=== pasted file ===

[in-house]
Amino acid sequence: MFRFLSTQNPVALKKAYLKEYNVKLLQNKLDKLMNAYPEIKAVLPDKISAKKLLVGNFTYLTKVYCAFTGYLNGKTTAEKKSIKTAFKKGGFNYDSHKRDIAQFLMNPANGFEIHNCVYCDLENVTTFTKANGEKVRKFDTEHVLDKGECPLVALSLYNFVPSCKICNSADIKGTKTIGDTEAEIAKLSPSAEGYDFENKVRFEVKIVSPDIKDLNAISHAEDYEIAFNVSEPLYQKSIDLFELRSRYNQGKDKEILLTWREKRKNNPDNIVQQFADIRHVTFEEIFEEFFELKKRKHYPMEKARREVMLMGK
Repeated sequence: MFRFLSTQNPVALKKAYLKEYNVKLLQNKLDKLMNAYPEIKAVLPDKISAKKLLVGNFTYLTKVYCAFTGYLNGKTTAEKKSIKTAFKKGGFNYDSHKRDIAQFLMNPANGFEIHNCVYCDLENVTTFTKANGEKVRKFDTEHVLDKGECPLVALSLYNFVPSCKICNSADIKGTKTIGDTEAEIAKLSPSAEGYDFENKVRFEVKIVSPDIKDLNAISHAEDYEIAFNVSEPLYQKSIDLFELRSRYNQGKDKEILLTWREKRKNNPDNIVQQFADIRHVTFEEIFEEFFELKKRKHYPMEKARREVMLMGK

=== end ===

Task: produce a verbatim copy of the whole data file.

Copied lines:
[in-house]
Amino acid sequence: MFRFLSTQNPVALKKAYLKEYNVKLLQNKLDKLMNAYPEIKAVLPDKISAKKLLVGNFTYLTKVYCAFTGYLNGKTTAEKKSIKTAFKKGGFNYDSHKRDIAQFLMNPANGFEIHNCVYCDLENVTTFTKANGEKVRKFDTEHVLDKGECPLVALSLYNFVPSCKICNSADIKGTKTIGDTEAEIAKLSPSAEGYDFENKVRFEVKIVSPDIKDLNAISHAEDYEIAFNVSEPLYQKSIDLFELRSRYNQGKDKEILLTWREKRKNNPDNIVQQFADIRHVTFEEIFEEFFELKKRKHYPMEKARREVMLMGK
Repeated sequence: MFRFLSTQNPVALKKAYLKEYNVKLLQNKLDKLMNAYPEIKAVLPDKISAKKLLVGNFTYLTKVYCAFTGYLNGKTTAEKKSIKTAFKKGGFNYDSHKRDIAQFLMNPANGFEIHNCVYCDLENVTTFTKANGEKVRKFDTEHVLDKGECPLVALSLYNFVPSCKICNSADIKGTKTIGDTEAEIAKLSPSAEGYDFENKVRFEVKIVSPDIKDLNAISHAEDYEIAFNVSEPLYQKSIDLFELRSRYNQGKDKEILLTWREKRKNNPDNIVQQFADIRHVTFEEIFEEFFELKKRKHYPMEKARREVMLMGK